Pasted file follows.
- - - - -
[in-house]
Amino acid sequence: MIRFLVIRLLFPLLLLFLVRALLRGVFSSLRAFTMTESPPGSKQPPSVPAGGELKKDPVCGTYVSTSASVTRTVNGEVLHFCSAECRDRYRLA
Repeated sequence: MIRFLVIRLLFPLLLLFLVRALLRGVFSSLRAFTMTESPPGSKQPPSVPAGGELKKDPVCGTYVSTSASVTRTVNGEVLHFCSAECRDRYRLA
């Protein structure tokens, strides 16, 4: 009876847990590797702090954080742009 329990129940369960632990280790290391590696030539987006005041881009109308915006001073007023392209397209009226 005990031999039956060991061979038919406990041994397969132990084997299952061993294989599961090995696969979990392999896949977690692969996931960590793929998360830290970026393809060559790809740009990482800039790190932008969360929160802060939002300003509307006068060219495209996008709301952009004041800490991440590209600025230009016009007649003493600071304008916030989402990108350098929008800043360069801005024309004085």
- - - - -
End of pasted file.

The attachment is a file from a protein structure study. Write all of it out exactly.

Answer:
[in-house]
Amino acid sequence: MIRFLVIRLLFPLLLLFLVRALLRGVFSSLRAFTMTESPPGSKQPPSVPAGGELKKDPVCGTYVSTSASVTRTVNGEVLHFCSAECRDRYRLA
Repeated sequence: MIRFLVIRLLFPLLLLFLVRALLRGVFSSLRAFTMTESPPGSKQPPSVPAGGELKKDPVCGTYVSTSASVTRTVNGEVLHFCSAECRDRYRLA
């Protein structure tokens, strides 16, 4: 009876847990590797702090954080742009 329990129940369960632990280790290391590696030539987006005041881009109308915006001073007023392209397209009226 005990031999039956060991061979038919406990041994397969132990084997299952061993294989599961090995696969979990392999896949977690692969996931960590793929998360830290970026393809060559790809740009990482800039790190932008969360929160802060939002300003509307006068060219495209996008709301952009004041800490991440590209600025230009016009007649003493600071304008916030989402990108350098929008800043360069801005024309004085």